Built in 1956, this carefully updated 2,032-square-foot home with sweeping views of downtown L.A. is a true California dream, with three bedrooms, two baths, and light-filled living areas that seamlessly flow between indoor and outdoor spaces.

This New York City home is studded with pieces by such famous names as Knoll, Saarinen, and Risom. Deployed throughout the loft, these modern icons at once unify and separate work and life. Like the architecture, they can be read two ways: as recognizably typical office furniture or as prized home-design collectibles.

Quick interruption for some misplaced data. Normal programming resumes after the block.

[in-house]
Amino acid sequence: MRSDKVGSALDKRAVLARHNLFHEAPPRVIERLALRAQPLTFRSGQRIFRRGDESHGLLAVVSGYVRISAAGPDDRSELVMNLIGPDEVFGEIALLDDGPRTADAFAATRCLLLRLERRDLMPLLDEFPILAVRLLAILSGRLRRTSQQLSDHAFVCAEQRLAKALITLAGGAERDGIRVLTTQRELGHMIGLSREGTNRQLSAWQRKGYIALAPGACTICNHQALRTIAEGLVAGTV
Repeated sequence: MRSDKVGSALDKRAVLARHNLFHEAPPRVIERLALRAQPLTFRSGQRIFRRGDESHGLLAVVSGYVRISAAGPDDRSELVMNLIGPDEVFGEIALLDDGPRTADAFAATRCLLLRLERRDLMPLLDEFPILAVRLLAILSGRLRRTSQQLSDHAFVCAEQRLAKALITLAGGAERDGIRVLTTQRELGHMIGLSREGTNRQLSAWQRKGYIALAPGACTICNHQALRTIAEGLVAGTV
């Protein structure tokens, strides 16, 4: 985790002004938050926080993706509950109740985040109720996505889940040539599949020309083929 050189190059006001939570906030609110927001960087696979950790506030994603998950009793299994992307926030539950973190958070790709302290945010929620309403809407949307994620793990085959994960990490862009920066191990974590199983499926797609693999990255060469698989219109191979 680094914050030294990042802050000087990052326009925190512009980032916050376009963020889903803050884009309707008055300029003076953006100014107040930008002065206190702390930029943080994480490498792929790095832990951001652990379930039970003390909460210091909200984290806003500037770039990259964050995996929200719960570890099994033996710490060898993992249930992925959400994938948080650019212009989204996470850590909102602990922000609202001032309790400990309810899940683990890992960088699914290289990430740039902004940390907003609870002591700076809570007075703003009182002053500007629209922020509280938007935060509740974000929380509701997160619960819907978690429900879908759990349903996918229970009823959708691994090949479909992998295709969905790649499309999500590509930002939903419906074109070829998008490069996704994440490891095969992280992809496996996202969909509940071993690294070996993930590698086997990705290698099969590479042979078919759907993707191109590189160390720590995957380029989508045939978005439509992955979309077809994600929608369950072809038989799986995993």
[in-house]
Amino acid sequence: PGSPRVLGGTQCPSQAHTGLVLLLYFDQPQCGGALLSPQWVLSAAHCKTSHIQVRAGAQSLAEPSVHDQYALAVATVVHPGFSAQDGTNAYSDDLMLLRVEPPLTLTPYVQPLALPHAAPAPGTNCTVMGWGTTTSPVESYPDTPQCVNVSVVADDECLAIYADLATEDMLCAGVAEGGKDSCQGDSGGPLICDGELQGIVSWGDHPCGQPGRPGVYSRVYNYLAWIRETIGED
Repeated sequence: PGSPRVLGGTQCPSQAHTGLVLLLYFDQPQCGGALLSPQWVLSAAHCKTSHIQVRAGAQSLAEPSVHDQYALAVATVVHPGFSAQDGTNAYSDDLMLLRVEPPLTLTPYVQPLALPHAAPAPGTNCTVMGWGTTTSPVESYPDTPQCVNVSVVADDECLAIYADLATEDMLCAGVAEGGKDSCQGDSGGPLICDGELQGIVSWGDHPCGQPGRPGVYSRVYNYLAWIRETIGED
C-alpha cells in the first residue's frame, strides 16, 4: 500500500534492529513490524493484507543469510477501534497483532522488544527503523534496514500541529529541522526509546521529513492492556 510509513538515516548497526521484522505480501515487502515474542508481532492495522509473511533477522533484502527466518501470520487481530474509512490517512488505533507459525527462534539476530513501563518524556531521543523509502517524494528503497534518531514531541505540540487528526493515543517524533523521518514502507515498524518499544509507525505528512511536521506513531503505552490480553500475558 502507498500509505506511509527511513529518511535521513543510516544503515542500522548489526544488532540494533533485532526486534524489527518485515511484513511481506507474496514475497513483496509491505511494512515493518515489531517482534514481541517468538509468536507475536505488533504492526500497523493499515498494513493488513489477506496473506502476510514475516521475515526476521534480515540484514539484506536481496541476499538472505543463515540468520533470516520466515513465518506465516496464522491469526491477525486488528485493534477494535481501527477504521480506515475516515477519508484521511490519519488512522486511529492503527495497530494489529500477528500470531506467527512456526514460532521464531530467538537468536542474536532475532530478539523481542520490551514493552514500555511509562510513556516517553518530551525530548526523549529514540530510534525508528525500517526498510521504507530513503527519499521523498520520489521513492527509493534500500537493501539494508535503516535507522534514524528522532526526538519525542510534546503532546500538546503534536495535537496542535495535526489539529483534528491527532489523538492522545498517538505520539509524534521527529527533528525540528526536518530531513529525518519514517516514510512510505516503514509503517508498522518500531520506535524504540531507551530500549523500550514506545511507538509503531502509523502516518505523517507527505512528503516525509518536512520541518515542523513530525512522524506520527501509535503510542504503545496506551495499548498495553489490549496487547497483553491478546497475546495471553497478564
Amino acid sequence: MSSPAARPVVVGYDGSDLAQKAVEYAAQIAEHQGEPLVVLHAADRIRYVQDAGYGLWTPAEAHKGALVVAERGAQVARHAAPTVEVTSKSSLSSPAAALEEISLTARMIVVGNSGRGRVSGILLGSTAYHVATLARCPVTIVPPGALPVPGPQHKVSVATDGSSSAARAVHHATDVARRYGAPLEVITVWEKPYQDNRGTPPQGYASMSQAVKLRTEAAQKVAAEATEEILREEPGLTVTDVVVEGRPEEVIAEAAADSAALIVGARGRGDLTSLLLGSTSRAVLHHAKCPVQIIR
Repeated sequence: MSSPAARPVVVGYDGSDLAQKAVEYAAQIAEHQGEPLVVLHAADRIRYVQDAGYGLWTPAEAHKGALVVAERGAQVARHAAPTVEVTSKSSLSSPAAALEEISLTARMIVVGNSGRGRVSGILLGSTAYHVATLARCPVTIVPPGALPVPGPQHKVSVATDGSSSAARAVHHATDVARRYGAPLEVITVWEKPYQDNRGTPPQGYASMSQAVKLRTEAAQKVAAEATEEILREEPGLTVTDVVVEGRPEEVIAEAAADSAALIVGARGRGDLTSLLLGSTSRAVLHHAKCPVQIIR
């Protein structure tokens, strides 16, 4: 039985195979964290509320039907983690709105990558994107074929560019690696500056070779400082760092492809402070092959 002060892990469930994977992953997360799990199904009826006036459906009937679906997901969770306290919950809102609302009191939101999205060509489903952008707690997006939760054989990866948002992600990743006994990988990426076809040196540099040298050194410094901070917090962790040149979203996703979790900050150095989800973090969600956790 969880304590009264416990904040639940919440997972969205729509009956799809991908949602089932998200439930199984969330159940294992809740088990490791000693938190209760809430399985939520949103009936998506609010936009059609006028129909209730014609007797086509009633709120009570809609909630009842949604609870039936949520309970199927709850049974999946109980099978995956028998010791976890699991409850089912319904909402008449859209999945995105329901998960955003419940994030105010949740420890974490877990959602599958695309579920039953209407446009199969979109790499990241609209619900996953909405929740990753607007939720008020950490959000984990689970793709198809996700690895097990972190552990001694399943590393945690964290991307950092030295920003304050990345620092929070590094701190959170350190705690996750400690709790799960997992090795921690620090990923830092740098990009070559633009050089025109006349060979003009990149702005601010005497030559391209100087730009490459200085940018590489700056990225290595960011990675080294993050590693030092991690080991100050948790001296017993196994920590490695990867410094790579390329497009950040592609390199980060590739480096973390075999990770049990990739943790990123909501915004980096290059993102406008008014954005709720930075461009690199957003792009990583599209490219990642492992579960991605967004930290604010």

A design-minded family team with plentiful carpentry experience gives this 1967 abode a modern update while preserving its midcentury charm.

Jessica Helgerson Interior Design, with project manager and lead designer Emily Kudsen Leland at the helm, remade a Portland abode with a crisp paint palette: Benjamin Moore’s Wrought Iron for the cladding and Venetian Gold for the front door. Landscape design is by Lilyvilla Gardens.

This midcentury renovation literally raised the roof, increasing the interior ceiling height and allowing for the addition of clerestory windows.

Edward Ogosta Architecture renovates and extends a Californian dwelling, creating a breezy, light-filled home for a family of five.

An architectural designer and an artist harnessed the collective power of their design firm to remake a dilapidated mid-century gem into a hillside perch for their family.